U.S. labor market defies recession fears as job growth surges in July
A man walks past a "now hiring" sign posted outside of a restaurant in Arlington, Virginia, U.S., June 3, 2022. /CFP

A man walks past a "now hiring" sign posted outside of a restaurant in Arlington, Virginia, U.S., June 3, 2022. /CFP

U.S. job growth unexpectedly accelerated in July, lifting the level of employment above its pre-pandemic level and pouring cold water on fears the economy was in recession.

Nonfarm payrolls increased by 528,000 jobs last month, the largest gain since February, the survey of establishments showed. Data for June was revised higher to show 398,000 jobs created instead of the previously reported 372,000. July marked the 19th straight month of payrolls expansion, and blew off economists' expectations for a gain of only 250,000 jobs.

Estimates in the Reuters survey for the number of jobs gained ranged from a low of 75,000 to a high of 325,000.

The labor market has now recouped all the jobs lost during the COVID-19 pandemic, though government employment remains about 597,000 jobs in the hole. Overall employment is now 32,000 jobs higher than in February 2020.

The Labor Department's closely watched employment report on Friday also showed employers continuing to raise wages at a strong clip and generally maintaining longer hours for workers. The sustained labor market strength could give the Federal Reserve the latitude to keep aggressively hiking interest rates.

The Fed last week raised its policy rate by three-quarters of a percentage point and officials have pledged more hikes are coming as the U.S. central bank tries to rein in inflation. Annual consumer prices are rising at their fastest pace in four decades. Since March, the Fed has lifted its benchmark overnight interest rate from near zero to a range of 2.25 percent to 2.50 percent.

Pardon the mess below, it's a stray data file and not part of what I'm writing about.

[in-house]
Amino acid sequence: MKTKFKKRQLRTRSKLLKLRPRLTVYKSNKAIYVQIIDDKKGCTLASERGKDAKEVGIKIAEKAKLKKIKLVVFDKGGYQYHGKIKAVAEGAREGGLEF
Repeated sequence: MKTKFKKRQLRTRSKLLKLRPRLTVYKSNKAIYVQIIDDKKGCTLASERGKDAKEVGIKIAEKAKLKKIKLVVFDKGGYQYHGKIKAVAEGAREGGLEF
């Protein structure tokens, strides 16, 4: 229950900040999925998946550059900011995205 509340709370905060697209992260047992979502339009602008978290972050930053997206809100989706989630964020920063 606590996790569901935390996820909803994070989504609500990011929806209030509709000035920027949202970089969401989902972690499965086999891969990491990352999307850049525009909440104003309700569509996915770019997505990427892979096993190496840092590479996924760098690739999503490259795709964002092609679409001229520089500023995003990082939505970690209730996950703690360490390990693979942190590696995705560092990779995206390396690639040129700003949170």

"The Fed is looking increasingly likely to be able to maintain its current trajectory without constantly looking over its shoulder, making it the envy of world economies who are all enduring the same knife-edge balancing act at the moment," said James Bentley, a company director at Financial Markets Online.

U.S. gross domestic product declined in the first and second quarters, meeting the standard definition of a recession. The economy's 1.3-percent contraction in the first half of the year was mostly because of big swings in inventories and the trade deficit tied to snarled global supply chains.

The National Bureau of Economic Research, the official arbiter of recessions in the U.S., defines a recession as "a significant decline in economic activity spread across the economy, lasting more than a few months, normally visible in production, employment, real income, and other indicators."

But even with July's robust jobs gains, some cracks are forming in the labor market. Businesses in the interest-rate-sensitive housing, finance, technology and retail sectors are laying off workers. Still, with 10.7 million job openings at the end of June and 1.8 openings for every unemployed person, a sharp deceleration in payrolls growth is unlikely this year.

Stocks on Wall Street were trading lower. The dollar rallied against a basket of currencies. U.S. Treasury prices fell.

(Sources: Reuters with edits) 

Search Trends